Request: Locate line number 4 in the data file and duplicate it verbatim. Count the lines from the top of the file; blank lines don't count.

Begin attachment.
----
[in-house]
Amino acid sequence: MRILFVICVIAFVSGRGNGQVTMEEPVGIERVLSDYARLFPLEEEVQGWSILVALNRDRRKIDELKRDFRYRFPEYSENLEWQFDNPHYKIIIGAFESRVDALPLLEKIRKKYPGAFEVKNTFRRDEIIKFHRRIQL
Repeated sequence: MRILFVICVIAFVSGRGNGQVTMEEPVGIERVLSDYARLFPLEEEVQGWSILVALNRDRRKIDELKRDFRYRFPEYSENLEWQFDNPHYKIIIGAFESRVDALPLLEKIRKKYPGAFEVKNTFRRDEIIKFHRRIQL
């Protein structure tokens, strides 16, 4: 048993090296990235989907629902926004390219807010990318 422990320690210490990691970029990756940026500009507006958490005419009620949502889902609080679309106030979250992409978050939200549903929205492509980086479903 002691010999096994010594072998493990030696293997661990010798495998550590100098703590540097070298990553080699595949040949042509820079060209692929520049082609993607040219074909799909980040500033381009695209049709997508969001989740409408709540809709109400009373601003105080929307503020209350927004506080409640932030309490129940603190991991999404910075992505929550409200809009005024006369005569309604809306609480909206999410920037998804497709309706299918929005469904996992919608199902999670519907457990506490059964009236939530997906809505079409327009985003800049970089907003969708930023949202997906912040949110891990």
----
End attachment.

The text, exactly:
């Protein structure tokens, strides 16, 4: 048993090296990235989907629902926004390219807010990318 422990320690210490990691970029990756940026500009507006958490005419009620949502889902609080679309106030979250992409978050939200549903929205492509980086479903 002691010999096994010594072998493990030696293997661990010798495998550590100098703590540097070298990553080699595949040949042509820079060209692929520049082609993607040219074909799909980040500033381009695209049709997508969001989740409408709540809709109400009373601003105080929307503020209350927004506080409640932030309490129940603190991991999404910075992505929550409200809009005024006369005569309604809306609480909206999410920037998804497709309706299918929005469904996992919608199902999670519907457990506490059964009236939530997906809505079409327009985003800049970089907003969708930023949202997906912040949110891990």